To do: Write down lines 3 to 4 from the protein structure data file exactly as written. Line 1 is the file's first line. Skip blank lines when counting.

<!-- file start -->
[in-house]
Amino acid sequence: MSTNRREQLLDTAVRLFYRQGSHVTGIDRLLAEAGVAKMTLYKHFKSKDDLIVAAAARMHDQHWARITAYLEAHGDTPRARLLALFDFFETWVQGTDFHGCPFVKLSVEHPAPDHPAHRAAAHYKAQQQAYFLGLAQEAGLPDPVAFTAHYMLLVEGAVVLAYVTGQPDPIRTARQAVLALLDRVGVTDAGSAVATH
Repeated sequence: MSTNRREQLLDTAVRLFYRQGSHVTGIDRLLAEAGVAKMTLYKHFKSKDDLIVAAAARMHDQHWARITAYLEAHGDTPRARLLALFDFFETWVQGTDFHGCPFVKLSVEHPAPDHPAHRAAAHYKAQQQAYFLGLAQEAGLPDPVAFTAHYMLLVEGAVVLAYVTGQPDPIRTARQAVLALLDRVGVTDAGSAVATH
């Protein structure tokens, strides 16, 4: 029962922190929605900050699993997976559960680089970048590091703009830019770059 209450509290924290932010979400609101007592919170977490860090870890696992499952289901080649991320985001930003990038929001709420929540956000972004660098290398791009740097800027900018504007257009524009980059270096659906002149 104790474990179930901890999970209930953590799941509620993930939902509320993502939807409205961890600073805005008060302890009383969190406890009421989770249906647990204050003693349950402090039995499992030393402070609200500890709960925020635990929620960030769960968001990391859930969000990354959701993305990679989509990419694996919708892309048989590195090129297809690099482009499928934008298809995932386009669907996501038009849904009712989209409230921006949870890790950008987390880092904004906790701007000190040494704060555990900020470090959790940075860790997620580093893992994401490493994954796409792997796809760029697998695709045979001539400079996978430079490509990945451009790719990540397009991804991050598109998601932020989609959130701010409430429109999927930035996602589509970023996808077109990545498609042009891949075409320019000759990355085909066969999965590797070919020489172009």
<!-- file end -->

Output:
Repeated sequence: MSTNRREQLLDTAVRLFYRQGSHVTGIDRLLAEAGVAKMTLYKHFKSKDDLIVAAAARMHDQHWARITAYLEAHGDTPRARLLALFDFFETWVQGTDFHGCPFVKLSVEHPAPDHPAHRAAAHYKAQQQAYFLGLAQEAGLPDPVAFTAHYMLLVEGAVVLAYVTGQPDPIRTARQAVLALLDRVGVTDAGSAVATH
């Protein structure tokens, strides 16, 4: 029962922190929605900050699993997976559960680089970048590091703009830019770059 209450509290924290932010979400609101007592919170977490860090870890696992499952289901080649991320985001930003990038929001709420929540956000972004660098290398791009740097800027900018504007257009524009980059270096659906002149 104790474990179930901890999970209930953590799941509620993930939902509320993502939807409205961890600073805005008060302890009383969190406890009421989770249906647990204050003693349950402090039995499992030393402070609200500890709960925020635990929620960030769960968001990391859930969000990354959701993305990679989509990419694996919708892309048989590195090129297809690099482009499928934008298809995932386009669907996501038009849904009712989209409230921006949870890790950008987390880092904004906790701007000190040494704060555990900020470090959790940075860790997620580093893992994401490493994954796409792997796809760029697998695709045979001539400079996978430079490509990945451009790719990540397009991804991050598109998601932020989609959130701010409430429109999927930035996602589509970023996808077109990545498609042009891949075409320019000759990355085909066969999965590797070919020489172009």